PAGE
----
The words breast cancer are two of the most dreaded and feared words that a woman can hear. Yet for one in eight American women, hearing these words spoken by their doctor will become a horrifying reality at some point in their life.
Fortunately, improved screening for breast cancer, an increased awareness of the importance of regular self-checks of the breasts and advanced technology and treatment for breast cancer make surviving breast cancer increasingly common.
If you're one of the many women who has heard those dreaded words and successfully fought breast cancer, then you no doubt feel incredibly lucky to be alive. However, even after successful treatment, you may still be recovering psychologically from the emotional and physical impact of your treatment and recovery.
As well as dealing with the emotional impact of being confronted with your own mortality and the intense disruption to your normal life and future plans, you may still be dealing with the loss of one or both breasts due to a partial or double mastectomy.
Although this radical surgery is often the only option in the fight to beat breast cancer, it can still leave you in a state of mourning for your breasts and the unfamiliarity you feel with your body.
For these reasons, you may be considering breast reconstruction surgery. This surgery is carried out by a plastic surgeon and involves creating new breasts with implants or by using tissue taken from another part of your body. If you're considering breast reconstruction surgery, here are three commonly asked questions about the procedure.
1. How Soon After Mastectomy Can a Breast Reconstruction Be Performed?
Some women are able to have their breast reconstruction surgery performed at the same time as their mastectomy. Often, this doesn't happen because of the nature of the mastectomy or because the patient may not have been emotionally ready to consider her post-cancer options regarding her breasts.
Generally, breast reductions can be performed at any time after you've recovered from surgery and any adjuvant therapy such as chemotherapy or radiation, even if your mastectomy was years ago. The best time for your breast reconstruction is when you are feeling ready for the procedure both physically and emotionally.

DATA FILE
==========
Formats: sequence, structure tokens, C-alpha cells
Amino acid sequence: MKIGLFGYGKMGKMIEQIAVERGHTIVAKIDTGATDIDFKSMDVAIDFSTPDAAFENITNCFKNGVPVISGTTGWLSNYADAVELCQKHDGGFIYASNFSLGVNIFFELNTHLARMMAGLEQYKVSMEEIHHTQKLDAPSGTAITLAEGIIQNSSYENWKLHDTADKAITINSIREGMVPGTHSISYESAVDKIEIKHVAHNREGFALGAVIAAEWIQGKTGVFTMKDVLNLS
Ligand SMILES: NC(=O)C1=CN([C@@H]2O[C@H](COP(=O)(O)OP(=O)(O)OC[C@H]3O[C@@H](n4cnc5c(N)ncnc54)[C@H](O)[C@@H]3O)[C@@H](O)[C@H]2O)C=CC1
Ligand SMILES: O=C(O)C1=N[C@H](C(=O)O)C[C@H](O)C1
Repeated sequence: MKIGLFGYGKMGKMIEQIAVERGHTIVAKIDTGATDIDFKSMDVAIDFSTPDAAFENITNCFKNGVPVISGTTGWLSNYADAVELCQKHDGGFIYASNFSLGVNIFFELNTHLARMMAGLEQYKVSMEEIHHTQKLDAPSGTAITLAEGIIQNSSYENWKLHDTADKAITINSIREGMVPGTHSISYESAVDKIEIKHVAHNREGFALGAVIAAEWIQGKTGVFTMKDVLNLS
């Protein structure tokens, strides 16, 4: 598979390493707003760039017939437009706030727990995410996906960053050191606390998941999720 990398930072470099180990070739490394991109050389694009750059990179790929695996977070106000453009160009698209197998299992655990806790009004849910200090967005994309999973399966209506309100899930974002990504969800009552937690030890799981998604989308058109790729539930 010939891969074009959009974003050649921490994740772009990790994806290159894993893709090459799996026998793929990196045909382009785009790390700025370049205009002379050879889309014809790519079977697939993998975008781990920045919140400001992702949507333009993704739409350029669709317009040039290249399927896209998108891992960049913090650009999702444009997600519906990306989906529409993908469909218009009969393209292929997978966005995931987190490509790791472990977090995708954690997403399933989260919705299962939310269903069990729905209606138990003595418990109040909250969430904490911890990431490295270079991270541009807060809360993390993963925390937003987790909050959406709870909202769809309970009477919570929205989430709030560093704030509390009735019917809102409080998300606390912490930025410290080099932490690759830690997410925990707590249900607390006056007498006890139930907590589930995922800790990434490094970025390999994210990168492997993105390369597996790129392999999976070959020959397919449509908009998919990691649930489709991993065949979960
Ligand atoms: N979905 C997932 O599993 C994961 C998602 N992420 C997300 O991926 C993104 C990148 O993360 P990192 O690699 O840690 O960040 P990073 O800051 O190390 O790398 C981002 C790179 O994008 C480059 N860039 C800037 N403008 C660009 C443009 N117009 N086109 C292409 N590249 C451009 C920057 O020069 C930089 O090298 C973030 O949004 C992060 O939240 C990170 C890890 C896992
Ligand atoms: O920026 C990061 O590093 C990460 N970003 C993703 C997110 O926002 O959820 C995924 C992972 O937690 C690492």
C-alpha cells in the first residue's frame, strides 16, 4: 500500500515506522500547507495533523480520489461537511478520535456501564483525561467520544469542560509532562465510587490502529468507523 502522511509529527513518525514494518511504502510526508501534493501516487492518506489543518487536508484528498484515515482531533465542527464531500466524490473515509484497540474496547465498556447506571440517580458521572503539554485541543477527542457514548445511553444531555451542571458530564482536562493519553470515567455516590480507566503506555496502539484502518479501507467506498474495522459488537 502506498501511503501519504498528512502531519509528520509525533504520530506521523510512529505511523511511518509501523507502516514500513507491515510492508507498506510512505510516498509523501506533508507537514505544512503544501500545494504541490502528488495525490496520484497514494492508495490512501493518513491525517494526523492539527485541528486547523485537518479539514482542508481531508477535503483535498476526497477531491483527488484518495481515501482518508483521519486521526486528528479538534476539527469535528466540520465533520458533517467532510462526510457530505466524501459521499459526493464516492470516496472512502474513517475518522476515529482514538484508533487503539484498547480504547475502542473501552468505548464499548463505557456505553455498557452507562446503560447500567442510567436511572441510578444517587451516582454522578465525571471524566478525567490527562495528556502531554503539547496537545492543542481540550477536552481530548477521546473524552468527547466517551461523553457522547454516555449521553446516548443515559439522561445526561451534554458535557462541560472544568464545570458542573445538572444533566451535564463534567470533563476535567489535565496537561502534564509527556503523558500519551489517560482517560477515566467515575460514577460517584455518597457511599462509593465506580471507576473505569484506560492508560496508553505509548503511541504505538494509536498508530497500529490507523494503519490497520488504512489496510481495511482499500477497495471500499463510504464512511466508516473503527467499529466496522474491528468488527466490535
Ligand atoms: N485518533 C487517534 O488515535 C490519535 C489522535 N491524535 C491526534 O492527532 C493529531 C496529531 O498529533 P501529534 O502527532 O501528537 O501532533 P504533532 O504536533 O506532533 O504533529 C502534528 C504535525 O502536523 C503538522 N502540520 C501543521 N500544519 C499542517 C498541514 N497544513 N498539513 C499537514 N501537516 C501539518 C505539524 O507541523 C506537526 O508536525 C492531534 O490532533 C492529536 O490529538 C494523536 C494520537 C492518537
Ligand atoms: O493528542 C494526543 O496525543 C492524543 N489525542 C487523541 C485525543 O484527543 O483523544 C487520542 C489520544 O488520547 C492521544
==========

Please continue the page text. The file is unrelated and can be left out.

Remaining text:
2. What Type of Reconstruction Is Best for Me?
The best kind of reconstruction for you will largely depend on the type of cancer you had, the extent of the skin and tissue that was removed and your personal feelings about the method used to create your new breasts. It's important to speak to your chosen plastic surgeon about what options are suitable before you can make an informed decision.
Your surgeon will give you comprehensive information about the procedure, the likely results and the risks involved with each option. They can also help you to understand the after-surgery care and long-term impacts of your reconstruction options on your continuing good health and your ability to screen for and detect a recurrence of your breast cancer in the future.
3. Will My Reconstruction Be Covered by My Medical Insurance?
If your mastectomy was covered by your medical insurance, then by federal law the insurance company must also pay for breast reconstruction surgery. If your medical coverage is provided by Medicare or Medicaid, then your breast reconstruction may not be covered or may be covered only in certain scenarios with stricter guidelines than with other medical insurers.
If your insurance won't cover the procedure, then there are still affordable and accessible financial options you can use to cover the cost of surgery. Many surgeons are associated with specialized medical financing companies that provide low-interest financing for medical procedures.The first step in planning your breast reconstruction surgery is to make an appointment with a respected and experienced plastic surgeon. Dr. James E. Murphy of Murphy Plastic Surgery and Medical Spa in Reno, NV, has extensive experience in breast surgery. Contact his office to book a consultation and find out about the best options for your breast reconstruction surgery.